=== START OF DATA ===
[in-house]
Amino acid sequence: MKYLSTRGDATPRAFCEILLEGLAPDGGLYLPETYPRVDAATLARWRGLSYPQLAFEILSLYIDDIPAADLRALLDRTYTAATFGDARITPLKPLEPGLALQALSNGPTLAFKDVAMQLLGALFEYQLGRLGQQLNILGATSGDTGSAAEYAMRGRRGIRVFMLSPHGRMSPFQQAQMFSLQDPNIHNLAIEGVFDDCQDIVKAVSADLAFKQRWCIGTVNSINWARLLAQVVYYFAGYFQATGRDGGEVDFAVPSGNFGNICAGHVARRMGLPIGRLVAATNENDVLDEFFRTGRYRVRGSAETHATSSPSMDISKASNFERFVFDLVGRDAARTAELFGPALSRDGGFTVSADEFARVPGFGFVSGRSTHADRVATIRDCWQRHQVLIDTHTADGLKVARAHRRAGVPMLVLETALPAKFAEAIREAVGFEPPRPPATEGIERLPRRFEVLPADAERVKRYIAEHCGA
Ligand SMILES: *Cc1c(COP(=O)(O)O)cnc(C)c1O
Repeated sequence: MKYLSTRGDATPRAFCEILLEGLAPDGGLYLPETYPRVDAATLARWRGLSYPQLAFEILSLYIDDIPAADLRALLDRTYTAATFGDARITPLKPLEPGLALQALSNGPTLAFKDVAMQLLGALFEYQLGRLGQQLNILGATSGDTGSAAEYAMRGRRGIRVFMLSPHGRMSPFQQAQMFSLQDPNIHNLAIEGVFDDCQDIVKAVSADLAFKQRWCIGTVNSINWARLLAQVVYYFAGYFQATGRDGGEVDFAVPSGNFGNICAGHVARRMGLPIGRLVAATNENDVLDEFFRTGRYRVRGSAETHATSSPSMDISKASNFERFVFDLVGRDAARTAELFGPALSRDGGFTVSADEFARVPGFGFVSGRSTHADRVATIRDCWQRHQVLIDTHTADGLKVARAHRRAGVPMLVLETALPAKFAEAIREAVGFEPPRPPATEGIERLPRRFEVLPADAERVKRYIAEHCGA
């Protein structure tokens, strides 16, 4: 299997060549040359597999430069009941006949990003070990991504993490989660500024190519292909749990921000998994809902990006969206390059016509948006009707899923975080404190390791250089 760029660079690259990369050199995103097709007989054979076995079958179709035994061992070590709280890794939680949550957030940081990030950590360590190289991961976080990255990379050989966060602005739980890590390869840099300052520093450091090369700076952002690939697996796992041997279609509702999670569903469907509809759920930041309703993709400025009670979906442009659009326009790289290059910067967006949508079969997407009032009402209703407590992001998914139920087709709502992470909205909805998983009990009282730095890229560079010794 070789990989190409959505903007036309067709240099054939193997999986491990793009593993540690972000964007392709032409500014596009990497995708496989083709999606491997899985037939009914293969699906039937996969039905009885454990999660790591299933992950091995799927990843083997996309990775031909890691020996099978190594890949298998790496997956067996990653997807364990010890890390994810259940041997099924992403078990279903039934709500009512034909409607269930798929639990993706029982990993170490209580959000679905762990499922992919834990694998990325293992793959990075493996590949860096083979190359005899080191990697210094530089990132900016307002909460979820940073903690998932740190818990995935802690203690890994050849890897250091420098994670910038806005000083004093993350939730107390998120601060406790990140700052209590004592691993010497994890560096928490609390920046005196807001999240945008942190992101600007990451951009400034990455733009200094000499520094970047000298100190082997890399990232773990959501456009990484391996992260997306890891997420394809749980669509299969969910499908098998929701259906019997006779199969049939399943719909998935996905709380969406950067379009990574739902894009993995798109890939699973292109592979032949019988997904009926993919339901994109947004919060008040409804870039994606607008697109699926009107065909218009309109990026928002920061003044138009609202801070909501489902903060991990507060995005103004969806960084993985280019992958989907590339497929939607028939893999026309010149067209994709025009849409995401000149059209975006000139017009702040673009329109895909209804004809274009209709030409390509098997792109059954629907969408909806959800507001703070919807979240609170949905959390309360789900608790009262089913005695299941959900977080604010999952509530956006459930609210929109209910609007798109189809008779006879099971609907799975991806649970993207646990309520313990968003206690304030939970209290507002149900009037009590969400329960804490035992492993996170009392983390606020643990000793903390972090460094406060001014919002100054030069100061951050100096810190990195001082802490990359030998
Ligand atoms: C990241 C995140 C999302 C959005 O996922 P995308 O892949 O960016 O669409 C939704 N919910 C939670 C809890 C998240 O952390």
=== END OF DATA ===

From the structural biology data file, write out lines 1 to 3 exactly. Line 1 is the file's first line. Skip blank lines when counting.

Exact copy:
[in-house]
Amino acid sequence: MKYLSTRGDATPRAFCEILLEGLAPDGGLYLPETYPRVDAATLARWRGLSYPQLAFEILSLYIDDIPAADLRALLDRTYTAATFGDARITPLKPLEPGLALQALSNGPTLAFKDVAMQLLGALFEYQLGRLGQQLNILGATSGDTGSAAEYAMRGRRGIRVFMLSPHGRMSPFQQAQMFSLQDPNIHNLAIEGVFDDCQDIVKAVSADLAFKQRWCIGTVNSINWARLLAQVVYYFAGYFQATGRDGGEVDFAVPSGNFGNICAGHVARRMGLPIGRLVAATNENDVLDEFFRTGRYRVRGSAETHATSSPSMDISKASNFERFVFDLVGRDAARTAELFGPALSRDGGFTVSADEFARVPGFGFVSGRSTHADRVATIRDCWQRHQVLIDTHTADGLKVARAHRRAGVPMLVLETALPAKFAEAIREAVGFEPPRPPATEGIERLPRRFEVLPADAERVKRYIAEHCGA
Ligand SMILES: *Cc1c(COP(=O)(O)O)cnc(C)c1O